Role of glucose in regulating the brain and cognition

Research output: Contribution to journalArticlepeer-review

180 Scopus citations


Extensive evidence indicates that relatively modest increases in circulating glucose concentrations enhance learning and memory processes in rodents and humans. In rats, systemic injections of glucose enhance learning and memory under many conditions. When microinjected into specific brain sites, glucose has selective behavioral and pharmacological effects, with behavioral effects that are specific to the brain site injected and pharmacological effects that are largely specific to interactions with opiate agonists. Recent evidence suggests that glucose may attenuate opiate inhibition of acetylcholine release in the hippocampus. The relative safety of glucose has permitted tests of glucose effects on cognitive functions in humans. Glucose also enhances learning and memory in healthy aged humans and enhances several other cognitive functions in subjects with severe cognitive pathologies, including individuals with Alzheimer's disease and Down syndrome. Thus, increases in circulating glucose concentrations have robust and broad influences on brain functions that span many neural and behavioral measures and cross readily from rodents to humans.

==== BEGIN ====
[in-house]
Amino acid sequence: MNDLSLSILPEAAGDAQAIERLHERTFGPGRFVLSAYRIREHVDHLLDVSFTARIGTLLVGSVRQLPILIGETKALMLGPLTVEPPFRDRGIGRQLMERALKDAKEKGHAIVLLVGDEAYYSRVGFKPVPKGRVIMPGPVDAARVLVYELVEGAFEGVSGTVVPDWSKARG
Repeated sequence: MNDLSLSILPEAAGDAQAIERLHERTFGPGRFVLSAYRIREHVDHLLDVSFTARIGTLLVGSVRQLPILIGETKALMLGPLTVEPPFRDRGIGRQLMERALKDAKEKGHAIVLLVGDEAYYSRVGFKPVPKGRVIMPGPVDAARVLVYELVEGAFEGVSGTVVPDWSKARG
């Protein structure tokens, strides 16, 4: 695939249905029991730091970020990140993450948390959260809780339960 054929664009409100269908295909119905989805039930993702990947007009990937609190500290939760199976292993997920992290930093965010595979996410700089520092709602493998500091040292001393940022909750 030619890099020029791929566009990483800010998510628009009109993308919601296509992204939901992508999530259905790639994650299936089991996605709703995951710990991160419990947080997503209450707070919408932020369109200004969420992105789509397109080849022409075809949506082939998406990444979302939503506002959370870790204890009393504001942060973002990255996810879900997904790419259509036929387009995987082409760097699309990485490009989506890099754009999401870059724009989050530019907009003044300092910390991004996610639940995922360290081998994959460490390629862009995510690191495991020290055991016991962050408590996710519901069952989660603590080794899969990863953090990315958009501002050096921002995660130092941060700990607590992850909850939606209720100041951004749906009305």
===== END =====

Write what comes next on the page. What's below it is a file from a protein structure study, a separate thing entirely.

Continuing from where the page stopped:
Original languageEnglish (US)
Pages (from-to)987S-995S
JournalAmerican Journal of Clinical Nutrition
Issue number4 SUPPL.
StatePublished - Apr 1995
Externally publishedYes


  • Glucose
  • acetylcholine
  • aging
  • cognition
  • learning
  • memory
  • opiates

ASJC Scopus subject areas

  • Medicine (miscellaneous)
  • Nutrition and Dietetics


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